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Running to the store, going to a doctor’s appointment, getting to work, attending social events — activities that are all critically important to our wellbeing and happiness as humans. Yet, for millions of people around the world who are older or have physical disabilities, simply moving around their communities is fraught with obstacles.
Moreover, because the costs of providing even the most basic paratransit services continue to climb, many public agencies are unable to focus on service improvements that could enhance the rider experience and quality of life for the paratransit rider community. Public agencies have historically struggled to provide paratransit services at a sustainable cost: The average cost for transit operators in the United States to provide a fixed route bus trip is $5, compared to $60 – $90 per trip for many paratransit services. Plus, data from the National Transit Database (NTD) shows that expenses have continued to balloon. Between 2015 and 2018, the average cost per paratransit trip increased by almost 20%, meaning cities that already spend tens of millions — and in some cases hundreds of millions — each year on paratransit must come up with even more funding just to serve the same number of passengers. Costs are skyrocketing with no signs of improvement. But why? It all boils down to one metric: Utilization. The NTD reports that paratransit operators transported an average of just 1.8 passengers per vehicle revenue hour in 2018 (down from 2.0 in 2015), often in large cutaway buses that have 10-12 empty seats. For comparison, fixed route buses transported an average of 27.9 passengers per vehicle revenue hour. A vast majority of cities and public agencies contract with private paratransit operators, with some of the most expensive legacy companies transporting as few as one passenger per vehicle revenue hour following astonishingly manual booking and management processes. This means that for each individual trip, cities must pay an operator an hour’s worth of driver labor and fuel, not to mention dispatch labor costs, vehicle maintenance, and overhead. For cities that serve hundreds of thousands of trips per year… well, you can do the math.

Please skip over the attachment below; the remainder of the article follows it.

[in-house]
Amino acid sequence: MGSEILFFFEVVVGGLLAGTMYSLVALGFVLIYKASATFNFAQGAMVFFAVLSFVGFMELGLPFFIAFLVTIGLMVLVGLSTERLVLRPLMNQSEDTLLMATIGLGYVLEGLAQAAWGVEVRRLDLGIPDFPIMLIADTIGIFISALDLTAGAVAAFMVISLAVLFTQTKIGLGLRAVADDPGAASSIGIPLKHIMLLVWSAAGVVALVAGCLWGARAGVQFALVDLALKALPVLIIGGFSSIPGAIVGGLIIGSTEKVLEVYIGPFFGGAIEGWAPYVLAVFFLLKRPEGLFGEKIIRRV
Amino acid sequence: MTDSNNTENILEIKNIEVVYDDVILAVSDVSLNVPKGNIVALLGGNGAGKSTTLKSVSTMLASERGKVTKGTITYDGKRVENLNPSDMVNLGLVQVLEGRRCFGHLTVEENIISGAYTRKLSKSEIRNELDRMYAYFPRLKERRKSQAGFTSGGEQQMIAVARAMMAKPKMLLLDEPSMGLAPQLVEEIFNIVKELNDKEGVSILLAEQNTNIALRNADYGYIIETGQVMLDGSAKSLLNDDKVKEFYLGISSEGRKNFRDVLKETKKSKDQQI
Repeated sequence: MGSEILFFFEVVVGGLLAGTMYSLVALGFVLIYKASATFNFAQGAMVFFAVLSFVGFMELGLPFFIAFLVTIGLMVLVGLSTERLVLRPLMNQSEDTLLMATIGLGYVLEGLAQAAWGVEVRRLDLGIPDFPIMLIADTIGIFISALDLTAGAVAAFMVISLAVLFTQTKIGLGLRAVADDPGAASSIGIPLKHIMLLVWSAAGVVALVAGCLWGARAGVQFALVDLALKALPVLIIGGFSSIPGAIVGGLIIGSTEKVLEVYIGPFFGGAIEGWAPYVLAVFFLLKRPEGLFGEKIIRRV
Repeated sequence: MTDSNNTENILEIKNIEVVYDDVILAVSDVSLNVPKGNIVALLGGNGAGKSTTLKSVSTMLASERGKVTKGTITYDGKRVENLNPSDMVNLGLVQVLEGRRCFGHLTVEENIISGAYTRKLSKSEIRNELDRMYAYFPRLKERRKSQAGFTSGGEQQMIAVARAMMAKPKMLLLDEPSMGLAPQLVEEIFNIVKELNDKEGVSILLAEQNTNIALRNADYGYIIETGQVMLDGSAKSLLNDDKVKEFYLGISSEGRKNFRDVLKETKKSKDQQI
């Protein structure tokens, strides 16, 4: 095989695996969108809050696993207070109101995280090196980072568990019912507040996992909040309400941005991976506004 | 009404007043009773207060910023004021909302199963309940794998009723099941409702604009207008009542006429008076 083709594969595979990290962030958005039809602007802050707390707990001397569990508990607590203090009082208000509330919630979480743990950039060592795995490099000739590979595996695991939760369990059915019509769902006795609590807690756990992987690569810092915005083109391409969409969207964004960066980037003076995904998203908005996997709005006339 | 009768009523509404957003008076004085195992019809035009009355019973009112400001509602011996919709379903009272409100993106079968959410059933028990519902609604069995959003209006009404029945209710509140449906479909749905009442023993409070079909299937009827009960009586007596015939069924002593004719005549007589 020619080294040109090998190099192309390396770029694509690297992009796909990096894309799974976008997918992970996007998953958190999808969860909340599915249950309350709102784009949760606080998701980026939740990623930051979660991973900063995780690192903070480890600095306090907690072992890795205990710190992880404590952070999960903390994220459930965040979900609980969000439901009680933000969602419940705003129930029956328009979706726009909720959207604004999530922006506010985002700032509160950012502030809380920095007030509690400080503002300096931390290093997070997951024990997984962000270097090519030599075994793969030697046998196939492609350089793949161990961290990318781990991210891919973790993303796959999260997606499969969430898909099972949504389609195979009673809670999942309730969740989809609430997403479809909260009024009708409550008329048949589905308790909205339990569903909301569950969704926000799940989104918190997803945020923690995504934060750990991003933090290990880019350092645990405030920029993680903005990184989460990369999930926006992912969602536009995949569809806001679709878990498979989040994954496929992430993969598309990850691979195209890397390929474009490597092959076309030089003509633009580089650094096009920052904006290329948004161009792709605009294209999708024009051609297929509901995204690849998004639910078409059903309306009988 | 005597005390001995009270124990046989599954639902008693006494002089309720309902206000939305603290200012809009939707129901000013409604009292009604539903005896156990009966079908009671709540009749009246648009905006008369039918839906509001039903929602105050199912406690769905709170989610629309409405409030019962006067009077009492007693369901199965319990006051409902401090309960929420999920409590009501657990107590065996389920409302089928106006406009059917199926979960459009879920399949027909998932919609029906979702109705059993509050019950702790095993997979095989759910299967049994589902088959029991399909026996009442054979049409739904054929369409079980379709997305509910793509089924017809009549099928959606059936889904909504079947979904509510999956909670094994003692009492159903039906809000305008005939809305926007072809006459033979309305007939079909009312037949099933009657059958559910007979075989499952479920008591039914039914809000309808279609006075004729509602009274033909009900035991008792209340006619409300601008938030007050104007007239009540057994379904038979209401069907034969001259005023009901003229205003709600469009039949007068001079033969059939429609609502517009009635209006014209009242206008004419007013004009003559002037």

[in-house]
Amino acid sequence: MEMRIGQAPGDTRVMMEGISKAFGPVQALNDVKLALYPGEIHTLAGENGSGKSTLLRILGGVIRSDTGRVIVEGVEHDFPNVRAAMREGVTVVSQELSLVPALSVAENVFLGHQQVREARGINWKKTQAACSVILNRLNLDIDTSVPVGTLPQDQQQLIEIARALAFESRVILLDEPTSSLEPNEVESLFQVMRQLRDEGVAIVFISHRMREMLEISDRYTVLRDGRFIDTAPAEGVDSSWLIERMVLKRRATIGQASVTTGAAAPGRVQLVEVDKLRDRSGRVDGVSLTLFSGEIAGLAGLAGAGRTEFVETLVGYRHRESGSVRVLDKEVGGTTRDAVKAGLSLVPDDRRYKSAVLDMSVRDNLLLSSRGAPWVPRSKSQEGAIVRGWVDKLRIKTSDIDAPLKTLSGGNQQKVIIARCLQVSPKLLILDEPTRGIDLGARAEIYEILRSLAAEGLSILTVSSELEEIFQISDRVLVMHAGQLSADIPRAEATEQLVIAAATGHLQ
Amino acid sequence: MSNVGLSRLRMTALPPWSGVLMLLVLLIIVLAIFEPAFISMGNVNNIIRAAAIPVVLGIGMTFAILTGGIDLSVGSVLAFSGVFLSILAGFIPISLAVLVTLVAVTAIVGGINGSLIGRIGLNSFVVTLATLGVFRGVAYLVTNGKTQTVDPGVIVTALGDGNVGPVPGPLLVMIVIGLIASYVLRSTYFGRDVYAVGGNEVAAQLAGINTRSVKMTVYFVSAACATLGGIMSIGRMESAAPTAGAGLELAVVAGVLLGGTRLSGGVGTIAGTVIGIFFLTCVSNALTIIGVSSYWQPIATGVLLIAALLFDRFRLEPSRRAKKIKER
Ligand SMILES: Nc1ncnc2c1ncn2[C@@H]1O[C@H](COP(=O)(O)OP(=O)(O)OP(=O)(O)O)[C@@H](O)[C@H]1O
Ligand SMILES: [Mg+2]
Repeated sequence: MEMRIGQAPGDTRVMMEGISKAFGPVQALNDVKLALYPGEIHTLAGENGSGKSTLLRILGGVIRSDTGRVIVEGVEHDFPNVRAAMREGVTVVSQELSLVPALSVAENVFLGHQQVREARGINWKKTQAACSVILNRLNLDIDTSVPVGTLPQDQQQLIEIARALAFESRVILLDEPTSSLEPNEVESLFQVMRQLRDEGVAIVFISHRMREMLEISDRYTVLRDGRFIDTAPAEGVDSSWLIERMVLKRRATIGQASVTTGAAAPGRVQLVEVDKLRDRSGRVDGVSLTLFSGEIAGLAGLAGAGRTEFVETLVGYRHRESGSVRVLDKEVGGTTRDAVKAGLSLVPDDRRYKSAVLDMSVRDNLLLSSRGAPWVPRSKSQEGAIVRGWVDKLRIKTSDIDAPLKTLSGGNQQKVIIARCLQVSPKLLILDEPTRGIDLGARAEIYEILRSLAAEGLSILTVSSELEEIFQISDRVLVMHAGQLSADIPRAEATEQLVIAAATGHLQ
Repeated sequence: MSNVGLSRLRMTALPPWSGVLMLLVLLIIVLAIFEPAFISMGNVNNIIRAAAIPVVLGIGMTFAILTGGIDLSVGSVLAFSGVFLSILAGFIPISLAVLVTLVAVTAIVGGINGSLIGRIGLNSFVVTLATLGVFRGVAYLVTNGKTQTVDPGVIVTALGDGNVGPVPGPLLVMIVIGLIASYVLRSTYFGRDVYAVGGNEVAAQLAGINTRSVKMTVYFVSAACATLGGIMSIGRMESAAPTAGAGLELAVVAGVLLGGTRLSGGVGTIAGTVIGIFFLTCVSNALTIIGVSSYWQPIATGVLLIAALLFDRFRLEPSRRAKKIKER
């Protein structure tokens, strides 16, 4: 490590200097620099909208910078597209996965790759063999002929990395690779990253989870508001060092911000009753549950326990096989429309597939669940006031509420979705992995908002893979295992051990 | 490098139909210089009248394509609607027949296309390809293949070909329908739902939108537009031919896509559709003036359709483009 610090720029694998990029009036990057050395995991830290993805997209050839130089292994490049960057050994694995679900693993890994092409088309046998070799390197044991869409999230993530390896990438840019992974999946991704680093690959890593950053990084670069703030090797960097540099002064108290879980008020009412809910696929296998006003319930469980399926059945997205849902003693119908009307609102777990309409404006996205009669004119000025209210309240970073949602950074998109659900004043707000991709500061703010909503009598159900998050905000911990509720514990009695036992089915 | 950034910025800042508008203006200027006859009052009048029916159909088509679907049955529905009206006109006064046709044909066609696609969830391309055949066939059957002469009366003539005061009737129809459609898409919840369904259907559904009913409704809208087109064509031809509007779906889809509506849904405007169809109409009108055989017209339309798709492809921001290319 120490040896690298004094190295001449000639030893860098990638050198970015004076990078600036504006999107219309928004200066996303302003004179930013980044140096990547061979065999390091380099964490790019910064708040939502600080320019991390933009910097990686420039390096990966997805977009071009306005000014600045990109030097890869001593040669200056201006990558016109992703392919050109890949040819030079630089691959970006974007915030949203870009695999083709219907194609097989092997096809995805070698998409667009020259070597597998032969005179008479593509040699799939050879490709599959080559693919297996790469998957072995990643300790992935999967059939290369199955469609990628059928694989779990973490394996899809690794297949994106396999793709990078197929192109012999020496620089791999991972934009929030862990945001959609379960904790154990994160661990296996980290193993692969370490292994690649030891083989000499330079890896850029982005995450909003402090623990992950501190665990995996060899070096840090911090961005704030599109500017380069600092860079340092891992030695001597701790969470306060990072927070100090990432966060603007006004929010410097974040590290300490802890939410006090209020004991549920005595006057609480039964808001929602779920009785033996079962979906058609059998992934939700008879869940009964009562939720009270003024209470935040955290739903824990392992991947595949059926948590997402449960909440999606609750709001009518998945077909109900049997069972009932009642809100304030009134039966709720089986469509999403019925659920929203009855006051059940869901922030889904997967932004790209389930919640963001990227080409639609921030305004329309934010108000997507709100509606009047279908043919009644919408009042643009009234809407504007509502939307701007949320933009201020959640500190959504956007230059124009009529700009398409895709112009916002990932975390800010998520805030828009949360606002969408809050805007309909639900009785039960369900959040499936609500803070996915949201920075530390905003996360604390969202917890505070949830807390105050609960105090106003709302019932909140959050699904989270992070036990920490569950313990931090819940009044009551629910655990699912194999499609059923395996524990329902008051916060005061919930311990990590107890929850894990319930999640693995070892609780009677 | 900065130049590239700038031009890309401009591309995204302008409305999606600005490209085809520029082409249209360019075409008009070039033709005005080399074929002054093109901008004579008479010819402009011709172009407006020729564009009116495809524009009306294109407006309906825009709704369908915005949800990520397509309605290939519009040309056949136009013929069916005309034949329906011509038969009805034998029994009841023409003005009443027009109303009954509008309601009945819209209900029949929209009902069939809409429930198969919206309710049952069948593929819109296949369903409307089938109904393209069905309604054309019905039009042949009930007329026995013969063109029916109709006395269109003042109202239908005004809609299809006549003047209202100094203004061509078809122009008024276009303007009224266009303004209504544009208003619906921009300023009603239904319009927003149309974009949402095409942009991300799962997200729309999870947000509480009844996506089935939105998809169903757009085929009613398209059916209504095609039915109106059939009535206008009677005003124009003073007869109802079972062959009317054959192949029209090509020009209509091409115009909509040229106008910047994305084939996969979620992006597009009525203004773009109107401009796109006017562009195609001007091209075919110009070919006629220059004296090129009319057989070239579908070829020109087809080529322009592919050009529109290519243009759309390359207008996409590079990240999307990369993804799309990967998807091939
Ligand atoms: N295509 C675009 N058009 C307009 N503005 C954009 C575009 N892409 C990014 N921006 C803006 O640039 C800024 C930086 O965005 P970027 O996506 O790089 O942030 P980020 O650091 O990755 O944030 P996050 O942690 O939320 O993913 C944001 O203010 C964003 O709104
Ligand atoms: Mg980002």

Paratransit doesn’t have to be like this.
It’s not as though an alternative solution doesn’t exist. A technology-based approach can alleviate multiple pain points by rapidly computing all service components, such as trip origin, destination, timing requested, and vehicle type — automatically generating optimal routes. Plus, by leveraging automated shift management technologies and user-friendly mobile applications for drivers, operators could reduce vehicle revenue hours, improve driver training, and streamline dispatch communication. With dynamic routing technology, the system would automatically update routes and communicate the new trip manifest to drivers via mobile application. Gone are the days of shuffling ride mishaps and reroutes over the phone with drivers.